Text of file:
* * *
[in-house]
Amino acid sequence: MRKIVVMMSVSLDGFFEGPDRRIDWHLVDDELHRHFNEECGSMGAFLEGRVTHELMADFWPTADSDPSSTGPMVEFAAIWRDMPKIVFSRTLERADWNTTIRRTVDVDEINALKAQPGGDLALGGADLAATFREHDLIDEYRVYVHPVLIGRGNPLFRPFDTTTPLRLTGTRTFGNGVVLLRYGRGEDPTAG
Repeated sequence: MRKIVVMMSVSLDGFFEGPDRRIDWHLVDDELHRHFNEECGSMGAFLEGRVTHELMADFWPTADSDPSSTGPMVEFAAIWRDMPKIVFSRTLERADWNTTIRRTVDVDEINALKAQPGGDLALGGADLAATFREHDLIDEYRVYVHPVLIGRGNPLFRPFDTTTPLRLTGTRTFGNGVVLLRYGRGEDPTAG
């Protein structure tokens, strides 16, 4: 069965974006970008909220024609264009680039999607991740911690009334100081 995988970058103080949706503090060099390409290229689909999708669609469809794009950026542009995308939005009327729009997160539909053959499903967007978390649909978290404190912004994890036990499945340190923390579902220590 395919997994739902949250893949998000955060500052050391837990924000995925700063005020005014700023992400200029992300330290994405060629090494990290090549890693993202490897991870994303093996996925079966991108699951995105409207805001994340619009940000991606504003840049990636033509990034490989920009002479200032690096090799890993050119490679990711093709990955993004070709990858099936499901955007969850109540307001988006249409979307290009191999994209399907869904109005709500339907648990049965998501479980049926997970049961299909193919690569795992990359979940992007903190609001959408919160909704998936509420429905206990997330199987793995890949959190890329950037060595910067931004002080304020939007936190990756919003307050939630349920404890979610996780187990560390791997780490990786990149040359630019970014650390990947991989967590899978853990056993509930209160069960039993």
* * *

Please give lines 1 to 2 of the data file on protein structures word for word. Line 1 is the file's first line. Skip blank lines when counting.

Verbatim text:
[in-house]
Amino acid sequence: MRKIVVMMSVSLDGFFEGPDRRIDWHLVDDELHRHFNEECGSMGAFLEGRVTHELMADFWPTADSDPSSTGPMVEFAAIWRDMPKIVFSRTLERADWNTTIRRTVDVDEINALKAQPGGDLALGGADLAATFREHDLIDEYRVYVHPVLIGRGNPLFRPFDTTTPLRLTGTRTFGNGVVLLRYGRGEDPTAG